After a long chase, a Russian border forces vessel on May 25 fired on a Chinese fishing boat. The attack left two fishermen dead and five wounded. The incident took place some 120 miles southeast of the Kamchatka Peninsula. The Russian vessel began chasing the Chinese boat on May 24, after Russian border forces were alerted by the U.S. Coast Guard that the Chinese boat was fishing illegally in the Bering Strait. A Russian Border Forces spokesman said that the Russian vessel had fired a number of warning shots at the Chinese boat, but that the fishermen had failed to respond. Russian border guards personnel, who boarded the Chinese boat, said that they had found some fifty tons of fish on board. At least one other Chinese boat, also said to have been poaching in the area, reportedly escaped. (Reuter, AP, Russian agencies, May 26)
Russia’s Foreign Ministry expressed its “sincere regret over the human losses” which occurred during the incident. A ministry spokesman, however, insisted that the border guards had acted “in full compliance with Russian legislation and norms of international sea law.” He said that the Chinese boat had been guilty of a “brazen violation of the regime of the economic zone and poaching.” He also said that he hoped there would be no more such confrontations in the future. (Itar-Tass, May 26)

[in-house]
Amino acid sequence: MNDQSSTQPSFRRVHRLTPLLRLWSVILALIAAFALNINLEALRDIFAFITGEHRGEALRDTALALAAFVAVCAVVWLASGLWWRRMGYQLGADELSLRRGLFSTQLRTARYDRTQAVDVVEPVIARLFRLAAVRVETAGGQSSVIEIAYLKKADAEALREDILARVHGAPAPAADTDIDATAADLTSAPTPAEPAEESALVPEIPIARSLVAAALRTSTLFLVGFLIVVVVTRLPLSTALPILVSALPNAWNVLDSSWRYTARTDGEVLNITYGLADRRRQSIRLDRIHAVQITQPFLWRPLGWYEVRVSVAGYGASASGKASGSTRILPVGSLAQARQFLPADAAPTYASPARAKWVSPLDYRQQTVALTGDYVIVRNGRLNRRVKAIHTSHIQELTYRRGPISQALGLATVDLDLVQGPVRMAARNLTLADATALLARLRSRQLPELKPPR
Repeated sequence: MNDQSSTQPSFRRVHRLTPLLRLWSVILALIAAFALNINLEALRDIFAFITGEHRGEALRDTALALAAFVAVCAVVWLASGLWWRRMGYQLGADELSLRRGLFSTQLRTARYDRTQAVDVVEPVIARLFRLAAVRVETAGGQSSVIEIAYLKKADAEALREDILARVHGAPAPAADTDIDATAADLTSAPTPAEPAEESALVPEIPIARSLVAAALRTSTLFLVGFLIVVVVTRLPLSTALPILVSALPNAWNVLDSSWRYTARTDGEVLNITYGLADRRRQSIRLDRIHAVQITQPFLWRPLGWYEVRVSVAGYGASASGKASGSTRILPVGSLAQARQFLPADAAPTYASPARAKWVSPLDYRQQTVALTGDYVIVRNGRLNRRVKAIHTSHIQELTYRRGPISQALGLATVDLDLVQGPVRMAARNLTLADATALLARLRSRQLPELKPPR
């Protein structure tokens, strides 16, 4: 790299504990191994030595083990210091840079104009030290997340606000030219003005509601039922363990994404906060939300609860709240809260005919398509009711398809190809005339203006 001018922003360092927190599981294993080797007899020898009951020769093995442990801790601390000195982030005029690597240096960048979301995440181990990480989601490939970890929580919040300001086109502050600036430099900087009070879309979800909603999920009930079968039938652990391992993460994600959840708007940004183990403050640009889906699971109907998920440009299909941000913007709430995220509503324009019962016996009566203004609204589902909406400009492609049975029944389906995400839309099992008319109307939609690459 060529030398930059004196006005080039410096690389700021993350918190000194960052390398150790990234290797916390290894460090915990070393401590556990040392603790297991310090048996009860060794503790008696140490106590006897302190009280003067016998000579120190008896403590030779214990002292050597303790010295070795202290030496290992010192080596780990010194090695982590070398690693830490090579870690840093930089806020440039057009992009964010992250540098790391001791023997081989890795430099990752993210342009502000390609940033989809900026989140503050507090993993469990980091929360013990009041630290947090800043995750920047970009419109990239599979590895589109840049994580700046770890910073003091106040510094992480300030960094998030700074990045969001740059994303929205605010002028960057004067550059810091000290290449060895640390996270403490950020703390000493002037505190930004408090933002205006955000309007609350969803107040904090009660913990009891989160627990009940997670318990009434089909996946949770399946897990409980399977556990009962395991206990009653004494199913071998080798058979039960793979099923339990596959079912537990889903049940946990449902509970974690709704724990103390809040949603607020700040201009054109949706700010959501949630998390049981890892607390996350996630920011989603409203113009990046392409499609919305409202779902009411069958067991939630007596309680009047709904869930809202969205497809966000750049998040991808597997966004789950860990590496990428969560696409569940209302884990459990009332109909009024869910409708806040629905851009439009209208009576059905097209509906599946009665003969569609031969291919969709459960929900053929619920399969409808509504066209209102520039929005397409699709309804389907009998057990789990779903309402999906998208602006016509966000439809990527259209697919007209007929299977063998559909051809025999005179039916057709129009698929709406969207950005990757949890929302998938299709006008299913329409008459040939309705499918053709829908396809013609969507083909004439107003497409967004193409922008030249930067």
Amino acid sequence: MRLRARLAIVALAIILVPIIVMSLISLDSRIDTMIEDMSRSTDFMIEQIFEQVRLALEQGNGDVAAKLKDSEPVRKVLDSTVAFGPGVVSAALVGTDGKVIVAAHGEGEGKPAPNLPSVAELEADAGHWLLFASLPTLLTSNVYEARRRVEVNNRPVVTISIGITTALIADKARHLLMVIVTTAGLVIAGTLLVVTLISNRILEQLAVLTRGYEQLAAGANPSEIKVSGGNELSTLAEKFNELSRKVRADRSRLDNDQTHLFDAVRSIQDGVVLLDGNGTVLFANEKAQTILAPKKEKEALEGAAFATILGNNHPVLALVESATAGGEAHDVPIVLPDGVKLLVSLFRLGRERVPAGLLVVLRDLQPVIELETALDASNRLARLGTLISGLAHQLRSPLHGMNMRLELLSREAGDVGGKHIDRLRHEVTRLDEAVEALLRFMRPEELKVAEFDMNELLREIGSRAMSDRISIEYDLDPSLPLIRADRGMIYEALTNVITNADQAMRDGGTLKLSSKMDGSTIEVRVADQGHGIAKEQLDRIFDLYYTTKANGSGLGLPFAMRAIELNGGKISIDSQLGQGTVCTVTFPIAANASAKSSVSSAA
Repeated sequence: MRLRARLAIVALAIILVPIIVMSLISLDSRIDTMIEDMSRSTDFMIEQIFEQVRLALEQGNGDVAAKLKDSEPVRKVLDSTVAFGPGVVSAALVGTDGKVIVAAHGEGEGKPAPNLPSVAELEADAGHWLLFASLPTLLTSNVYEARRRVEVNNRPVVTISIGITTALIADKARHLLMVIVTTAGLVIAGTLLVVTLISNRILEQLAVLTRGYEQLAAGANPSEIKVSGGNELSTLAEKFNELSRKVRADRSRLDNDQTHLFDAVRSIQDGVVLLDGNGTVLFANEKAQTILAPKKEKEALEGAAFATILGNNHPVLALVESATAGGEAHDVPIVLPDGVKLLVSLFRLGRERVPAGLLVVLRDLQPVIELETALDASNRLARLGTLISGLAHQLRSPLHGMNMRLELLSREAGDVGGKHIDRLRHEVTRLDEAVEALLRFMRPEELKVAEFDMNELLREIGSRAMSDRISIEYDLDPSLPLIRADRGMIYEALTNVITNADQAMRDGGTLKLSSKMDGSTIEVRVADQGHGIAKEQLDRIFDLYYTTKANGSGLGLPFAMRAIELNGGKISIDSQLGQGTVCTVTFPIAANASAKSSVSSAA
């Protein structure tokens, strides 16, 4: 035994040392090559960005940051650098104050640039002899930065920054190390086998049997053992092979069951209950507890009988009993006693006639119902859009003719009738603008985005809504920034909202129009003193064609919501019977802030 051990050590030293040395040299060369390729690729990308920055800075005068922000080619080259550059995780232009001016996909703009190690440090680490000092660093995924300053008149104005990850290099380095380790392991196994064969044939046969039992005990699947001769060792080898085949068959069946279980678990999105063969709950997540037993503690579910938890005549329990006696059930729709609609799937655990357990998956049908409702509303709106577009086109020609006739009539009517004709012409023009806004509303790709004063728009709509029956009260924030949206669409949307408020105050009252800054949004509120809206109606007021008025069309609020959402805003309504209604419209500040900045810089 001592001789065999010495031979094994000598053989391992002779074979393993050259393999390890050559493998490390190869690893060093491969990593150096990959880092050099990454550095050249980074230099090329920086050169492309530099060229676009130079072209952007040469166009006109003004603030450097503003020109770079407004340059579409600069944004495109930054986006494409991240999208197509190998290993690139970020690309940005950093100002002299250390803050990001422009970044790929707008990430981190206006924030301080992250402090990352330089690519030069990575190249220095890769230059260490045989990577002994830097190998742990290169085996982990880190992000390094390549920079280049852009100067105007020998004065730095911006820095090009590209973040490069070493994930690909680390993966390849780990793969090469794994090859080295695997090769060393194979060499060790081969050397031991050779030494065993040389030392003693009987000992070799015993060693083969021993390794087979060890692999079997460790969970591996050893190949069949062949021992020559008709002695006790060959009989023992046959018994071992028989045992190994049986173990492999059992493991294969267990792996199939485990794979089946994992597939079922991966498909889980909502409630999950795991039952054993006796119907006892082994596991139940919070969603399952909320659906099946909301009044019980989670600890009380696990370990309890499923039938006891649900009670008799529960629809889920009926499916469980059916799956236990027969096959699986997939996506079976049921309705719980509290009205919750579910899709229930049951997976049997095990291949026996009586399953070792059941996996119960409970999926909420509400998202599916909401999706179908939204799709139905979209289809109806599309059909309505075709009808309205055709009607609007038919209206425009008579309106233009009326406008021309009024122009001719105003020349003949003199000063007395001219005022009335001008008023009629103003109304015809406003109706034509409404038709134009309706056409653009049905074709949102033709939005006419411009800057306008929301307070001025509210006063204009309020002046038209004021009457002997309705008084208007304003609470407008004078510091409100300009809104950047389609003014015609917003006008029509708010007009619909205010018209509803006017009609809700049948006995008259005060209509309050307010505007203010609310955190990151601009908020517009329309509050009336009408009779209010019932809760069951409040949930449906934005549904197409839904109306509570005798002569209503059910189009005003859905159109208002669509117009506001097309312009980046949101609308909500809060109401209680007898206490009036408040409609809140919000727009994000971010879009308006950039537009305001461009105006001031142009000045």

The incident was reminiscent of two earlier occasions when Russian border guard vessels fired with deadly effect on Japanese boats fishing the waters off Russia’s disputed Kuril Islands. On those occasions, Russia’s Foreign Ministry also defended the Border Guard actions. The Kremlin has been careful to cultivate friendly ties with China. It will be interesting to see whether the latest incident in any way roils relations with Beijing.
Moscow recently signed a fishing agreement with Japan to regulate fishing off the Kurils (the accord took effect on May 21). Regional authorities in Russia’s Far East, however, continue to complain of what they say is widespread poaching along the country’s east coast. Last week, fishermen, officials from the fish processing industry and other interested parties attended a meeting in Vladivostok at which participants called for the Sea of Okhotsk to be made off limits to foreign fishermen. (Itar-Tass, May 21) The demand appears to reflect bitterness over broader problems afflicting Russia’s Far Eastern fishing industry as well as resentment toward foreign boats.
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